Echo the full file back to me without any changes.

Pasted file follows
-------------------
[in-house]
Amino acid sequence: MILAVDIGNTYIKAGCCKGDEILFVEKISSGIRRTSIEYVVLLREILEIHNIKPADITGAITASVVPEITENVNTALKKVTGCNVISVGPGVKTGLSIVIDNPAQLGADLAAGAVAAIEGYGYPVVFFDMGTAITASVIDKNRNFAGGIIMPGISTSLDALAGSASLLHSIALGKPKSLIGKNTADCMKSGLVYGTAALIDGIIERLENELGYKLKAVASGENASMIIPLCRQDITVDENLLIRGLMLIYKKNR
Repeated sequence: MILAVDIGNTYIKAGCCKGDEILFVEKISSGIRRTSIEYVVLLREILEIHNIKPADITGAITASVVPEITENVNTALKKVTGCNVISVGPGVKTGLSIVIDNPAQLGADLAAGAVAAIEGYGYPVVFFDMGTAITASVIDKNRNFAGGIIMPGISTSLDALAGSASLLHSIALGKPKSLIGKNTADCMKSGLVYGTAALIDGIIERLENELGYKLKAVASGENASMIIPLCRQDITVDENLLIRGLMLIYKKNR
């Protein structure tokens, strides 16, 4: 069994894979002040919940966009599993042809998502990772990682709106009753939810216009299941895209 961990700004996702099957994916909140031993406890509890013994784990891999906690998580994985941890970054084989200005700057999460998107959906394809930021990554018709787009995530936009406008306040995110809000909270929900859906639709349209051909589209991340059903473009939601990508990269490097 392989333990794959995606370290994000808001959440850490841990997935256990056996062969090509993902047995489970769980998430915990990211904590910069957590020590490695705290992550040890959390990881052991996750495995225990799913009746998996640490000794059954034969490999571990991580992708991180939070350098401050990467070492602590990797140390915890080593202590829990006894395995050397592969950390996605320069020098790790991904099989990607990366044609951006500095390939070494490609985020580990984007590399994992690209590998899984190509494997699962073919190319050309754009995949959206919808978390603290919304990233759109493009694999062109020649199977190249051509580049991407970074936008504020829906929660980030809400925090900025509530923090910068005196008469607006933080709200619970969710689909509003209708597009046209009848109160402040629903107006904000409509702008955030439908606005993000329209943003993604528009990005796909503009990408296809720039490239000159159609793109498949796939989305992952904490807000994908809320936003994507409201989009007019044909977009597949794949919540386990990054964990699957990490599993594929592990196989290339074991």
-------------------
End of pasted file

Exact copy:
[in-house]
Amino acid sequence: MILAVDIGNTYIKAGCCKGDEILFVEKISSGIRRTSIEYVVLLREILEIHNIKPADITGAITASVVPEITENVNTALKKVTGCNVISVGPGVKTGLSIVIDNPAQLGADLAAGAVAAIEGYGYPVVFFDMGTAITASVIDKNRNFAGGIIMPGISTSLDALAGSASLLHSIALGKPKSLIGKNTADCMKSGLVYGTAALIDGIIERLENELGYKLKAVASGENASMIIPLCRQDITVDENLLIRGLMLIYKKNR
Repeated sequence: MILAVDIGNTYIKAGCCKGDEILFVEKISSGIRRTSIEYVVLLREILEIHNIKPADITGAITASVVPEITENVNTALKKVTGCNVISVGPGVKTGLSIVIDNPAQLGADLAAGAVAAIEGYGYPVVFFDMGTAITASVIDKNRNFAGGIIMPGISTSLDALAGSASLLHSIALGKPKSLIGKNTADCMKSGLVYGTAALIDGIIERLENELGYKLKAVASGENASMIIPLCRQDITVDENLLIRGLMLIYKKNR
């Protein structure tokens, strides 16, 4: 069994894979002040919940966009599993042809998502990772990682709106009753939810216009299941895209 961990700004996702099957994916909140031993406890509890013994784990891999906690998580994985941890970054084989200005700057999460998107959906394809930021990554018709787009995530936009406008306040995110809000909270929900859906639709349209051909589209991340059903473009939601990508990269490097 392989333990794959995606370290994000808001959440850490841990997935256990056996062969090509993902047995489970769980998430915990990211904590910069957590020590490695705290992550040890959390990881052991996750495995225990799913009746998996640490000794059954034969490999571990991580992708991180939070350098401050990467070492602590990797140390915890080593202590829990006894395995050397592969950390996605320069020098790790991904099989990607990366044609951006500095390939070494490609985020580990984007590399994992690209590998899984190509494997699962073919190319050309754009995949959206919808978390603290919304990233759109493009694999062109020649199977190249051509580049991407970074936008504020829906929660980030809400925090900025509530923090910068005196008469607006933080709200619970969710689909509003209708597009046209009848109160402040629903107006904000409509702008955030439908606005993000329209943003993604528009990005796909503009990408296809720039490239000159159609793109498949796939989305992952904490807000994908809320936003994507409201989009007019044909977009597949794949919540386990990054964990699957990490599993594929592990196989290339074991």